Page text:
Houston Rockets forward Chuck Hayes has suffered an ankle injury that will keep him until opening night. Posted by Ben Golliverchuck-hayes Sam Amick of AOL Fanhouse reports on Twitter that Houston Rockets forward Chuck Hayes has suffered an ankle injury that will keep him out of the Rockets' final two preseason games.  Those two games are a Texas two-step, as Houston travels to San Antonio to face the Spurs Thursday night and to Dallas to take on the Mavericks on Friday night. Marc Spears reports on Twitter that it is a "mild to moderate sprain" so one would expect Hayes will be ready to go on opening night. The Rockets open the regular season in Los Angeles to face the Lakers on Oct. 26. Hayes had played in all six of Houston's preseason games to date, and had averaged 6.0 points and 5.0 rebounds in 21.7 minutes per game. The Rockets have been spreading around the minutes during the preseason, in part because franchise center Yao Ming is on a strict minute limit. Indeed, Jason Friedman of Rockets.com reports on Twitter that coach Rick Adelman plans to hold Ming out of Thursday's game against the Spurs.  This should be a good chance for some of Houston's younger players, like second-year power forward Jordan Hill or rookie forward Patrick Patterson, to see some more court time in Hayes's absence. 
Posted on: October 18, 2010 5:06 pm

The 2007 class, the new CBA and extensions

Posted by Royce Young

There are two weeks until Nov. 1. That day doesn't mean much to most, unless it's your birthday or your anniversary (you're welcome for the reminder). But for the draft class of 2007, it's an important day. A very important day. And one that looks like it will come and go without much fanfare.

As of today, Oct. 18, only two players from the class of 2007 have received a contract extension. Kevin Durant who was given a max deal over the summer and Joakim Noah who Chicago inked to a pretty hefty contract. Other than that, no one else. The No. 1 overall pick Greg Oden? Doesn't look like he's getting paid. Other top 10 picks like Mike Conley, Jeff Green, Yi Jianlian, Brandan Wright and Corey Brewer? They probably aren't going to have anything done. Only Al Horford, who is likely to get extended by Atlanta, has a shot of doing something before Nov. 1, though David Aldridge of NBA.com says it's "50-50" at this point.

(If nothing is done by Nov. 1, then the remaining un-extended players become restricted free agents for next summer. Just in case that wasn't clear up front.)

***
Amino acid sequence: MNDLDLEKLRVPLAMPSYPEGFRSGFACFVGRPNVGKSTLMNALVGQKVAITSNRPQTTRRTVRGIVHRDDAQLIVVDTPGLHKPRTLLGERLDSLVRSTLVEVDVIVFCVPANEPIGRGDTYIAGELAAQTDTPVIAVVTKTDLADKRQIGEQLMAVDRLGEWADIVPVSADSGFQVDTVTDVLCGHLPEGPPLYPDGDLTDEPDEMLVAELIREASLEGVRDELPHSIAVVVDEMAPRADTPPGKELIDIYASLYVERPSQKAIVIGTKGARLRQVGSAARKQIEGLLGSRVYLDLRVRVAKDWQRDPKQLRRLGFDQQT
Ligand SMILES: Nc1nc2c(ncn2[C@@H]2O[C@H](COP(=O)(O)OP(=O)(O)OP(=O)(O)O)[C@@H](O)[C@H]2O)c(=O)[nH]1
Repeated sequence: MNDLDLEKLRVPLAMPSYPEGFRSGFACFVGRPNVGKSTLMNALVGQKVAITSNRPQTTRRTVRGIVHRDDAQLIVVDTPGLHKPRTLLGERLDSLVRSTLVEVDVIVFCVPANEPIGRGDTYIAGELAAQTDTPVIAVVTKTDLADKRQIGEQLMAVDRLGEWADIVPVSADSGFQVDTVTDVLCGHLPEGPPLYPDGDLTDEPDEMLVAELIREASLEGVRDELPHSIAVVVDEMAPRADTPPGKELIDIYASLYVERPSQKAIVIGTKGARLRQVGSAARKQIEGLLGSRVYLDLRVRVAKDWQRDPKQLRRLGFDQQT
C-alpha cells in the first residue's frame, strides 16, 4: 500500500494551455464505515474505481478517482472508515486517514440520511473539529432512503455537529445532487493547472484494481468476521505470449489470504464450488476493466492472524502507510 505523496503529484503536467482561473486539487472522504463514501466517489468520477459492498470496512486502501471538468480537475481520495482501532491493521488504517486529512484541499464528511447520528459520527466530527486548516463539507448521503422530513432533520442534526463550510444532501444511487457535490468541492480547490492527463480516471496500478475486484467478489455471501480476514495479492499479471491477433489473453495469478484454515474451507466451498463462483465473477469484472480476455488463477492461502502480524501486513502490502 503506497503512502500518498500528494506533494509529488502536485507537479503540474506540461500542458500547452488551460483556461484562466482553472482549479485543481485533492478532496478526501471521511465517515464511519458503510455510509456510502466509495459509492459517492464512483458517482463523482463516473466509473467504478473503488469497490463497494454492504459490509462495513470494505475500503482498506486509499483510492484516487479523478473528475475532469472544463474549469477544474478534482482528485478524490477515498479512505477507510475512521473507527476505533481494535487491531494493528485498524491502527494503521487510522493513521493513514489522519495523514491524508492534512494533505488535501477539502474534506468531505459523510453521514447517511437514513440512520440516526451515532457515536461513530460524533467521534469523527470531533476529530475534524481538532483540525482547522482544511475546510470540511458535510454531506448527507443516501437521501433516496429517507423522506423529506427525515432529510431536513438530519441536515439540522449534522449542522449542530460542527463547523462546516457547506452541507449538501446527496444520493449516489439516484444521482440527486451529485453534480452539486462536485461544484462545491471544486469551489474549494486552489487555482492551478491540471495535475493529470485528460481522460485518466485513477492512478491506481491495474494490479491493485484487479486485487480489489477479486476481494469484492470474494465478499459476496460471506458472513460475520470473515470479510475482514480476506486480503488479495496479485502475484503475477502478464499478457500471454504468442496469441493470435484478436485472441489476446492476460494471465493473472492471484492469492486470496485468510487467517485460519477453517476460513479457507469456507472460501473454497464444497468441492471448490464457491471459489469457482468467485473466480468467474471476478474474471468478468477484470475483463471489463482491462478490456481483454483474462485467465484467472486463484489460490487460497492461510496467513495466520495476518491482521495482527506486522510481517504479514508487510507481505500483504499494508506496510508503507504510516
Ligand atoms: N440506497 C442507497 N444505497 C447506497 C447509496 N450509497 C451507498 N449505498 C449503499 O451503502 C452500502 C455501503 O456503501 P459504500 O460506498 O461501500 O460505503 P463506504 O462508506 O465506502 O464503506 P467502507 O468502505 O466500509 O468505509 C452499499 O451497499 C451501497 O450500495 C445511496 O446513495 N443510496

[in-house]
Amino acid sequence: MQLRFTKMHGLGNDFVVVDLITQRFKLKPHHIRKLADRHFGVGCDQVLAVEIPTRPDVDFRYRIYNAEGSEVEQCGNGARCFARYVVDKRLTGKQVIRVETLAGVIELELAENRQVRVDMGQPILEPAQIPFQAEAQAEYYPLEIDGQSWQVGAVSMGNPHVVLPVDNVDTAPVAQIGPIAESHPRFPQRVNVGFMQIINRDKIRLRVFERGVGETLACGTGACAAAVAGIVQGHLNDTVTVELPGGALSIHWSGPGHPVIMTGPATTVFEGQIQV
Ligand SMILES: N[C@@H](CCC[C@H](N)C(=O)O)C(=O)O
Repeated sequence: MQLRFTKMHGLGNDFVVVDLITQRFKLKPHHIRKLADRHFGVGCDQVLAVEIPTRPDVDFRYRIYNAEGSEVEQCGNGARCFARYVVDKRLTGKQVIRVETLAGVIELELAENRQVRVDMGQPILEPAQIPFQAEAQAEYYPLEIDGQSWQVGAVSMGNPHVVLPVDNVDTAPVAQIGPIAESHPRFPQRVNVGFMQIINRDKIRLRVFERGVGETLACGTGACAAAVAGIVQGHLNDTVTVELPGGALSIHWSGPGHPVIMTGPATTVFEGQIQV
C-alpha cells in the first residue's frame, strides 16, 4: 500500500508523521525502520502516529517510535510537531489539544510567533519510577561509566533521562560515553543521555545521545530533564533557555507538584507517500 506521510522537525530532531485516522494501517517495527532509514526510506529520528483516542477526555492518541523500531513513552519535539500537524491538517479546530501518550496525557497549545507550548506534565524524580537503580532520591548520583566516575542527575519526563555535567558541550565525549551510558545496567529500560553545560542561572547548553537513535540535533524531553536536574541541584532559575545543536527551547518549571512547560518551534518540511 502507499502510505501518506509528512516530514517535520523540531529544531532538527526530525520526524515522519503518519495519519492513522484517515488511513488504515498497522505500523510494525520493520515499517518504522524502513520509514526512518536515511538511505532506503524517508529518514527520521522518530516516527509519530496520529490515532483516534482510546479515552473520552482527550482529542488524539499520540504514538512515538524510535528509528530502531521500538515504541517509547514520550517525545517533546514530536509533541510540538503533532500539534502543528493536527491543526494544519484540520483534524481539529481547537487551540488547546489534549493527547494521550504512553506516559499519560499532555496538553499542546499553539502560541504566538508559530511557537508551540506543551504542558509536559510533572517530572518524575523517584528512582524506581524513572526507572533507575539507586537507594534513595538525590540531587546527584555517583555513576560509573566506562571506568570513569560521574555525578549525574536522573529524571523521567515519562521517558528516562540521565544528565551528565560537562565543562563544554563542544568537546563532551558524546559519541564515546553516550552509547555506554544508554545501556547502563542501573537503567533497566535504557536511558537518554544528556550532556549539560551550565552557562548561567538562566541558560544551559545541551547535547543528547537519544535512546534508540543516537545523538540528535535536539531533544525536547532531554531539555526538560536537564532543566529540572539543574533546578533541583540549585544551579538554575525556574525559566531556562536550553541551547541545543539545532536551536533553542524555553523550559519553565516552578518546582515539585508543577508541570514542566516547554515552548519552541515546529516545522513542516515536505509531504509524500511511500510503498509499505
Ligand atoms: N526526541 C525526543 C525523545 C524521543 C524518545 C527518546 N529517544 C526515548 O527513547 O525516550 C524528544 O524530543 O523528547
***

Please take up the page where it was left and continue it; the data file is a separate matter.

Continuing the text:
Other than Oden who the Blazers aren't extending for obvious reasons, probably the two most interesting cases are Jeff Green of the Thunder and Aaron Brooks of the Rockets.

As for Green, Aldridge thinks that the book might not be closed on an extension for the player Thunder fans call "Uncle Jeff". In his Morning Tip column, Aldridge says, "Green could certainly argue he deserves a new deal after averaging 15.1 points and six rebounds a game last season for the emerging Thunder. And Green's agent, David Falk, has a way of persuading teams to see things his client's way, so Green's status may change by the deadline. Oklahoma City's plan has been to keep its powder dry until its young core group came on line for new deals."

The problem for Green though is his teammate. No not, that Kevin Durant guy. It's his other soon-to-be-a-star teammate, Russell Westbrook. Next summer, Westbrook is eligible for his contract extension. And much like the way the Thunder treated Durant by showing up at his door at midnight, Westbrook will likely be inked on the spot. That complicates things for Green.

Nobody really knows his true market value quite yet, just like nobody really knows exactly where he should be playing. Is he a $10 million per year player? More? Less? It's hard to say at this point. And that might be why the Thunder's likely willing to let him walk into restricted free agency. This season is big in determining that value. It's a risk for the Thunder though. There are a lot of dumb general managers out there and one is likely willing to overpay Green because he's a pretty good player playing third or maybe even fourth fiddle on a good team. Someone could very easily put $11 or $12 million a year under Green's nose.

If Green wants a lot of money, then Oklahoma City might not be able to pay him. As of now, both GM Sam Presti and Green are saying the right things. Green says he's not worried about it and that's why he has representation. He said at media day that he'll let it happen when it does. And Presti said he's had "positive discussions" with Green, but won't say anything other than that.

As for Brooks, it's already been made clear he's not likely getting extended. As the reigning Most Improved Player and a guy that's potentially a star caliber talent, he's a little miffed over it. But GM Daryl Morey doesn't want to extend Brooks for a lot of the same reasons Presti doesn't want to lock in Green. It's not to say either GM doesn't want to keep their guys, it's just that they don't want to overpay without knowing completely what they have. Plus, the looming CBA negotiations are hanging overhead and it makes it tough to just hang a big multi-year extension in front of anyone and everyone. It's fiscal responsibility, but at the same time, risky behavior because you may have to pay more to keep your man next summer. Interesting dynamic there.